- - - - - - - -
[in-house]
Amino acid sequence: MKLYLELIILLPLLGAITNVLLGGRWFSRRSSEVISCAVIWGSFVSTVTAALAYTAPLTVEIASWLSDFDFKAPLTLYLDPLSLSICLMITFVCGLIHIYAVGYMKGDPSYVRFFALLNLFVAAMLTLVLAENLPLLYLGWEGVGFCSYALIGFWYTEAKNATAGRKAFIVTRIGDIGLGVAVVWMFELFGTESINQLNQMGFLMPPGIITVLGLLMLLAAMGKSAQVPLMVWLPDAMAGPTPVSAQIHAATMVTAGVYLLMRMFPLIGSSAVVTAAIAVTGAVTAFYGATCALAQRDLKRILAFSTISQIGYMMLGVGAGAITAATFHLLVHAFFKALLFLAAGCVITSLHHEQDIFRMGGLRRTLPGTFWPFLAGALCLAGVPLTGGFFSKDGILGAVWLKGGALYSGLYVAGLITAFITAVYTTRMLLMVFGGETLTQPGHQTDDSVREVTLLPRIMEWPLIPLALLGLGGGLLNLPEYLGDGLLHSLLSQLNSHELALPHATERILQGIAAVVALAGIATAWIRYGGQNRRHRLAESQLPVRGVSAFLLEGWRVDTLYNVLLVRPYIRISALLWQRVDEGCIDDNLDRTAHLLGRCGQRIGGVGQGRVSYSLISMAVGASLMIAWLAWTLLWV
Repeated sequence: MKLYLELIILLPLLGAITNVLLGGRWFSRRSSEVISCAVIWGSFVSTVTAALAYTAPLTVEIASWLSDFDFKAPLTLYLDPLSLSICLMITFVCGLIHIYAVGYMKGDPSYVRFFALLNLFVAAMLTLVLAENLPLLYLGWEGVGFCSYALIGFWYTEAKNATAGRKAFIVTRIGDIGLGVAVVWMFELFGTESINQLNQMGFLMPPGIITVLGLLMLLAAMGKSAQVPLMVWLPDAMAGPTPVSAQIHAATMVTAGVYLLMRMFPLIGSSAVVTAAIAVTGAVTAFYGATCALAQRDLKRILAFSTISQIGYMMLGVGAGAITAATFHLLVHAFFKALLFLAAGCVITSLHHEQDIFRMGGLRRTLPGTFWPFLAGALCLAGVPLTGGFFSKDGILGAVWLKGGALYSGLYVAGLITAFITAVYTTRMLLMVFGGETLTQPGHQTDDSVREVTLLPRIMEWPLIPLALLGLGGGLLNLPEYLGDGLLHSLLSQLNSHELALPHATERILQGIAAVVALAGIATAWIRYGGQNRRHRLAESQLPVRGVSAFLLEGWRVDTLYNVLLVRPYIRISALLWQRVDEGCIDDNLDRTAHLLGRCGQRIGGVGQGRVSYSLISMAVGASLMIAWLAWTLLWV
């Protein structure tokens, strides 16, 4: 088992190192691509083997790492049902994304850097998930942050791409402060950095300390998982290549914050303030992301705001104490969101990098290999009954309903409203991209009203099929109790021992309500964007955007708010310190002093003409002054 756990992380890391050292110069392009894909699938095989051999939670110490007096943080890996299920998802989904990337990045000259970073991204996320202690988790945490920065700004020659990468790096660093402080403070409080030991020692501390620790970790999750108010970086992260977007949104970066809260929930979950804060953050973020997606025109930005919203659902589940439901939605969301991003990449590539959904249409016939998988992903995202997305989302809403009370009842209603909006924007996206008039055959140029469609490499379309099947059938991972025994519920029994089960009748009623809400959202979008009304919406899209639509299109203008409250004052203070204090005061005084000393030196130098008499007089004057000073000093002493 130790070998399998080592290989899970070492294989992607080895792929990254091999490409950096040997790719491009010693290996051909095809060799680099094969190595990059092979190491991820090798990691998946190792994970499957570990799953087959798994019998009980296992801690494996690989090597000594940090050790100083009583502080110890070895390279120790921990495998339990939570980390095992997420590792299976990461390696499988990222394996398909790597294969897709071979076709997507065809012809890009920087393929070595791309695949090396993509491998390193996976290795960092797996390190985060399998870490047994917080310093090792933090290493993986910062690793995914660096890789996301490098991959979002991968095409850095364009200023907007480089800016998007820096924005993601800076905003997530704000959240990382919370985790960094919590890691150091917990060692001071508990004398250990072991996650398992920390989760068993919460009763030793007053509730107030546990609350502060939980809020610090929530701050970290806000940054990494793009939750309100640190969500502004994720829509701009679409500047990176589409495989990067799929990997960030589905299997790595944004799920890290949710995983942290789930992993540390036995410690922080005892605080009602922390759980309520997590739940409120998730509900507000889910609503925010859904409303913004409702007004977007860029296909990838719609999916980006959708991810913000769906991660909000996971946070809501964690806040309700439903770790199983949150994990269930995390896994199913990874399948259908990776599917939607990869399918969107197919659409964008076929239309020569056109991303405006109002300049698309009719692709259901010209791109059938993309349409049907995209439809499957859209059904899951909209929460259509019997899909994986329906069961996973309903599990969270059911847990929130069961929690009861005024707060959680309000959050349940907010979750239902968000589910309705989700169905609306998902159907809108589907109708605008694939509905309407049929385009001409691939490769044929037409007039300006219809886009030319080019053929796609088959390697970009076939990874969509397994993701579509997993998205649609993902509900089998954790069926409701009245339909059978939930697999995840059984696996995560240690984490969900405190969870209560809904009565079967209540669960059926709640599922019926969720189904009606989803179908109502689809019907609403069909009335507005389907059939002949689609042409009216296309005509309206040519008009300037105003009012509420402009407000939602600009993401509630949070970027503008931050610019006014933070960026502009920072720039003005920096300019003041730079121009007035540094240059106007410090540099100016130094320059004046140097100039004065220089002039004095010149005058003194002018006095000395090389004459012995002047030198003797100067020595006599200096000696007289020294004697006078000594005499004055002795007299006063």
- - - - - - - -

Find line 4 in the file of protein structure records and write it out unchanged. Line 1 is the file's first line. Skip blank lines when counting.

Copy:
């Protein structure tokens, strides 16, 4: 088992190192691509083997790492049902994304850097998930942050791409402060950095300390998982290549914050303030992301705001104490969101990098290999009954309903409203991209009203099929109790021992309500964007955007708010310190002093003409002054 756990992380890391050292110069392009894909699938095989051999939670110490007096943080890996299920998802989904990337990045000259970073991204996320202690988790945490920065700004020659990468790096660093402080403070409080030991020692501390620790970790999750108010970086992260977007949104970066809260929930979950804060953050973020997606025109930005919203659902589940439901939605969301991003990449590539959904249409016939998988992903995202997305989302809403009370009842209603909006924007996206008039055959140029469609490499379309099947059938991972025994519920029994089960009748009623809400959202979008009304919406899209639509299109203008409250004052203070204090005061005084000393030196130098008499007089004057000073000093002493 130790070998399998080592290989899970070492294989992607080895792929990254091999490409950096040997790719491009010693290996051909095809060799680099094969190595990059092979190491991820090798990691998946190792994970499957570990799953087959798994019998009980296992801690494996690989090597000594940090050790100083009583502080110890070895390279120790921990495998339990939570980390095992997420590792299976990461390696499988990222394996398909790597294969897709071979076709997507065809012809890009920087393929070595791309695949090396993509491998390193996976290795960092797996390190985060399998870490047994917080310093090792933090290493993986910062690793995914660096890789996301490098991959979002991968095409850095364009200023907007480089800016998007820096924005993601800076905003997530704000959240990382919370985790960094919590890691150091917990060692001071508990004398250990072991996650398992920390989760068993919460009763030793007053509730107030546990609350502060939980809020610090929530701050970290806000940054990494793009939750309100640190969500502004994720829509701009679409500047990176589409495989990067799929990997960030589905299997790595944004799920890290949710995983942290789930992993540390036995410690922080005892605080009602922390759980309520997590739940409120998730509900507000889910609503925010859904409303913004409702007004977007860029296909990838719609999916980006959708991810913000769906991660909000996971946070809501964690806040309700439903770790199983949150994990269930995390896994199913990874399948259908990776599917939607990869399918969107197919659409964008076929239309020569056109991303405006109002300049698309009719692709259901010209791109059938993309349409049907995209439809499957859209059904899951909209929460259509019997899909994986329906069961996973309903599990969270059911847990929130069961929690009861005024707060959680309000959050349940907010979750239902968000589910309705989700169905609306998902159907809108589907109708605008694939509905309407049929385009001409691939490769044929037409007039300006219809886009030319080019053929796609088959390697970009076939990874969509397994993701579509997993998205649609993902509900089998954790069926409701009245339909059978939930697999995840059984696996995560240690984490969900405190969870209560809904009565079967209540669960059926709640599922019926969720189904009606989803179908109502689809019907609403069909009335507005389907059939002949689609042409009216296309005509309206040519008009300037105003009012509420402009407000939602600009993401509630949070970027503008931050610019006014933070960026502009920072720039003005920096300019003041730079121009007035540094240059106007410090540099100016130094320059004046140097100039004065220089002039004095010149005058003194002018006095000395090389004459012995002047030198003797100067020595006599200096000696007289020294004697006078000594005499004055002795007299006063």